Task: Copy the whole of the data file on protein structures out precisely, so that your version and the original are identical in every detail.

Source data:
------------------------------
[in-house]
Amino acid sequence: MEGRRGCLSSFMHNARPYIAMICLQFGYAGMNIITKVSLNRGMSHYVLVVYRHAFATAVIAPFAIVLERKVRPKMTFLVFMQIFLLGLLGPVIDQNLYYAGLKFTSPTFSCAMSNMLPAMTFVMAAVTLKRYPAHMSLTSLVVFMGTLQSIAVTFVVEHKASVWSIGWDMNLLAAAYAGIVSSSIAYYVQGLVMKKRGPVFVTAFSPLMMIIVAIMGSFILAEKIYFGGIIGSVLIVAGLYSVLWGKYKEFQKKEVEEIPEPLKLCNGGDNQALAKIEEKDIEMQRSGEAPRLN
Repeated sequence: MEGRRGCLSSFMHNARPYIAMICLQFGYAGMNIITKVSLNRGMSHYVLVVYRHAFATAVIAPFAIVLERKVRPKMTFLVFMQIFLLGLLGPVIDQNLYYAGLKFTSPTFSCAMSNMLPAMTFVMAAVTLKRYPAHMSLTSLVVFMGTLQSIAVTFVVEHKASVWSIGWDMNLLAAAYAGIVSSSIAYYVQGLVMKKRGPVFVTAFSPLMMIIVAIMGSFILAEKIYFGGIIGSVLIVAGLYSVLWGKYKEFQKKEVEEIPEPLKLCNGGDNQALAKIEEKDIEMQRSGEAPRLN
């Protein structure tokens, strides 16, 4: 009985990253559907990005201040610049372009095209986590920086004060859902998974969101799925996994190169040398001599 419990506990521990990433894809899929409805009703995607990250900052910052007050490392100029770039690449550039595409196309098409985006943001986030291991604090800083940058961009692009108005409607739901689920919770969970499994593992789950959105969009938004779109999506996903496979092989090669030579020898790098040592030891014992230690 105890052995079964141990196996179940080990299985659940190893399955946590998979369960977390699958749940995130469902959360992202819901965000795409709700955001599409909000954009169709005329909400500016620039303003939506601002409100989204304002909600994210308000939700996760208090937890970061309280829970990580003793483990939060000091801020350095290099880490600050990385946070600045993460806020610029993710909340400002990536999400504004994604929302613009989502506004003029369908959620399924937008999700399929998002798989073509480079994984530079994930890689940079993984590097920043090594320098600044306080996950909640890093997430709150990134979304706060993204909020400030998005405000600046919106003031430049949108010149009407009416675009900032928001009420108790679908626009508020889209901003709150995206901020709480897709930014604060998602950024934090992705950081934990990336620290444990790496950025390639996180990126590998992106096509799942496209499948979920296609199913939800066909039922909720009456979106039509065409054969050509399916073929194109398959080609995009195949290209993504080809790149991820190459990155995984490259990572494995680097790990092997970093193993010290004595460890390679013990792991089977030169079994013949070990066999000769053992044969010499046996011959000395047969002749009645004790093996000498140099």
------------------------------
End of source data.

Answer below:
[in-house]
Amino acid sequence: MEGRRGCLSSFMHNARPYIAMICLQFGYAGMNIITKVSLNRGMSHYVLVVYRHAFATAVIAPFAIVLERKVRPKMTFLVFMQIFLLGLLGPVIDQNLYYAGLKFTSPTFSCAMSNMLPAMTFVMAAVTLKRYPAHMSLTSLVVFMGTLQSIAVTFVVEHKASVWSIGWDMNLLAAAYAGIVSSSIAYYVQGLVMKKRGPVFVTAFSPLMMIIVAIMGSFILAEKIYFGGIIGSVLIVAGLYSVLWGKYKEFQKKEVEEIPEPLKLCNGGDNQALAKIEEKDIEMQRSGEAPRLN
Repeated sequence: MEGRRGCLSSFMHNARPYIAMICLQFGYAGMNIITKVSLNRGMSHYVLVVYRHAFATAVIAPFAIVLERKVRPKMTFLVFMQIFLLGLLGPVIDQNLYYAGLKFTSPTFSCAMSNMLPAMTFVMAAVTLKRYPAHMSLTSLVVFMGTLQSIAVTFVVEHKASVWSIGWDMNLLAAAYAGIVSSSIAYYVQGLVMKKRGPVFVTAFSPLMMIIVAIMGSFILAEKIYFGGIIGSVLIVAGLYSVLWGKYKEFQKKEVEEIPEPLKLCNGGDNQALAKIEEKDIEMQRSGEAPRLN
């Protein structure tokens, strides 16, 4: 009985990253559907990005201040610049372009095209986590920086004060859902998974969101799925996994190169040398001599 419990506990521990990433894809899929409805009703995607990250900052910052007050490392100029770039690449550039595409196309098409985006943001986030291991604090800083940058961009692009108005409607739901689920919770969970499994593992789950959105969009938004779109999506996903496979092989090669030579020898790098040592030891014992230690 105890052995079964141990196996179940080990299985659940190893399955946590998979369960977390699958749940995130469902959360992202819901965000795409709700955001599409909000954009169709005329909400500016620039303003939506601002409100989204304002909600994210308000939700996760208090937890970061309280829970990580003793483990939060000091801020350095290099880490600050990385946070600045993460806020610029993710909340400002990536999400504004994604929302613009989502506004003029369908959620399924937008999700399929998002798989073509480079994984530079994930890689940079993984590097920043090594320098600044306080996950909640890093997430709150990134979304706060993204909020400030998005405000600046919106003031430049949108010149009407009416675009900032928001009420108790679908626009508020889209901003709150995206901020709480897709930014604060998602950024934090992705950081934990990336620290444990790496950025390639996180990126590998992106096509799942496209499948979920296609199913939800066909039922909720009456979106039509065409054969050509399916073929194109398959080609995009195949290209993504080809790149991820190459990155995984490259990572494995680097790990092997970093193993010290004595460890390679013990792991089977030169079994013949070990066999000769053992044969010499046996011959000395047969002749009645004790093996000498140099």